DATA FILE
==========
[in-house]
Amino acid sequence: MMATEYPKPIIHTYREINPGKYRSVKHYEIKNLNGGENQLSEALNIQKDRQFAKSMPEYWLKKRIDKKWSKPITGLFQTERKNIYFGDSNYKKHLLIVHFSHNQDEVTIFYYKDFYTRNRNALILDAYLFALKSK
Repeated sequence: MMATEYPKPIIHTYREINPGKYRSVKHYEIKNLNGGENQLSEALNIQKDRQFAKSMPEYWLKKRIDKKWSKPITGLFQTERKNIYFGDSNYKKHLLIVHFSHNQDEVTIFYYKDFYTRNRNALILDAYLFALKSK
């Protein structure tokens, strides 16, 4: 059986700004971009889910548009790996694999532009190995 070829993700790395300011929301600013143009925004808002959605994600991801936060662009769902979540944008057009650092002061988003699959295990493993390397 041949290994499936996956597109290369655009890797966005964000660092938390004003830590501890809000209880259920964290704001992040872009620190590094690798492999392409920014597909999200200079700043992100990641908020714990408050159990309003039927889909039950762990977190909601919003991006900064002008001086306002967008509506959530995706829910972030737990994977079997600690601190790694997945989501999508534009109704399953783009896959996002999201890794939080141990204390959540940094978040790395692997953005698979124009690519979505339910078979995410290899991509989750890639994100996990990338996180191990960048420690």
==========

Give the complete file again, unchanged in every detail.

[in-house]
Amino acid sequence: MMATEYPKPIIHTYREINPGKYRSVKHYEIKNLNGGENQLSEALNIQKDRQFAKSMPEYWLKKRIDKKWSKPITGLFQTERKNIYFGDSNYKKHLLIVHFSHNQDEVTIFYYKDFYTRNRNALILDAYLFALKSK
Repeated sequence: MMATEYPKPIIHTYREINPGKYRSVKHYEIKNLNGGENQLSEALNIQKDRQFAKSMPEYWLKKRIDKKWSKPITGLFQTERKNIYFGDSNYKKHLLIVHFSHNQDEVTIFYYKDFYTRNRNALILDAYLFALKSK
């Protein structure tokens, strides 16, 4: 059986700004971009889910548009790996694999532009190995 070829993700790395300011929301600013143009925004808002959605994600991801936060662009769902979540944008057009650092002061988003699959295990493993390397 041949290994499936996956597109290369655009890797966005964000660092938390004003830590501890809000209880259920964290704001992040872009620190590094690798492999392409920014597909999200200079700043992100990641908020714990408050159990309003039927889909039950762990977190909601919003991006900064002008001086306002967008509506959530995706829910972030737990994977079997600690601190790694997945989501999508534009109704399953783009896959996002999201890794939080141990204390959540940094978040790395692997953005698979124009690519979505339910078979995410290899991509989750890639994100996990990338996180191990960048420690």